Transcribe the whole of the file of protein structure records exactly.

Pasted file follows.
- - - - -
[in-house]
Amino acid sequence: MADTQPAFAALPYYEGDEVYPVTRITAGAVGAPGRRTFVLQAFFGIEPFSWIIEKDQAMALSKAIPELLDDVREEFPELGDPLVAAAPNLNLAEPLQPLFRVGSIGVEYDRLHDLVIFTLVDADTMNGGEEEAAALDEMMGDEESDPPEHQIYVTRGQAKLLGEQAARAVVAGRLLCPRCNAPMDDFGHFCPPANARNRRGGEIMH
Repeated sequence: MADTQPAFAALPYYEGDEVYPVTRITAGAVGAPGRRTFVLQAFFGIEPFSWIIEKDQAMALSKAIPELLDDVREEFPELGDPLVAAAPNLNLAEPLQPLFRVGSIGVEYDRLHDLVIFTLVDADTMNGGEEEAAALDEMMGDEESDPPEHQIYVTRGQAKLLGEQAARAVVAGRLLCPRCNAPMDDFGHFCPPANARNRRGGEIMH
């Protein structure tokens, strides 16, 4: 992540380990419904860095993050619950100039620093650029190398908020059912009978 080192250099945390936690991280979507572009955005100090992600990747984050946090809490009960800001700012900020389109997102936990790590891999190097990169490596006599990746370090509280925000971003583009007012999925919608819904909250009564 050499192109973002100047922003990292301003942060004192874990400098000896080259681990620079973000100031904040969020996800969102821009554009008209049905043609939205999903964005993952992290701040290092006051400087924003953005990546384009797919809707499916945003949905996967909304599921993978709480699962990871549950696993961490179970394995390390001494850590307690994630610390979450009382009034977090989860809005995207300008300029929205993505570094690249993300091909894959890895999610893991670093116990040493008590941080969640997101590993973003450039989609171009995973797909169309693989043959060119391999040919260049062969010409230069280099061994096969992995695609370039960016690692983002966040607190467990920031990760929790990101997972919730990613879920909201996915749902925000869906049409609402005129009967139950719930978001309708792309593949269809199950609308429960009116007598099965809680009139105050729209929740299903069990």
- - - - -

[in-house]
Amino acid sequence: MADTQPAFAALPYYEGDEVYPVTRITAGAVGAPGRRTFVLQAFFGIEPFSWIIEKDQAMALSKAIPELLDDVREEFPELGDPLVAAAPNLNLAEPLQPLFRVGSIGVEYDRLHDLVIFTLVDADTMNGGEEEAAALDEMMGDEESDPPEHQIYVTRGQAKLLGEQAARAVVAGRLLCPRCNAPMDDFGHFCPPANARNRRGGEIMH
Repeated sequence: MADTQPAFAALPYYEGDEVYPVTRITAGAVGAPGRRTFVLQAFFGIEPFSWIIEKDQAMALSKAIPELLDDVREEFPELGDPLVAAAPNLNLAEPLQPLFRVGSIGVEYDRLHDLVIFTLVDADTMNGGEEEAAALDEMMGDEESDPPEHQIYVTRGQAKLLGEQAARAVVAGRLLCPRCNAPMDDFGHFCPPANARNRRGGEIMH
């Protein structure tokens, strides 16, 4: 992540380990419904860095993050619950100039620093650029190398908020059912009978 080192250099945390936690991280979507572009955005100090992600990747984050946090809490009960800001700012900020389109997102936990790590891999190097990169490596006599990746370090509280925000971003583009007012999925919608819904909250009564 050499192109973002100047922003990292301003942060004192874990400098000896080259681990620079973000100031904040969020996800969102821009554009008209049905043609939205999903964005993952992290701040290092006051400087924003953005990546384009797919809707499916945003949905996967909304599921993978709480699962990871549950696993961490179970394995390390001494850590307690994630610390979450009382009034977090989860809005995207300008300029929205993505570094690249993300091909894959890895999610893991670093116990040493008590941080969640997101590993973003450039989609171009995973797909169309693989043959060119391999040919260049062969010409230069280099061994096969992995695609370039960016690692983002966040607190467990920031990760929790990101997972919730990613879920909201996915749902925000869906049409609402005129009967139950719930978001309708792309593949269809199950609308429960009116007598099965809680009139105050729209929740299903069990």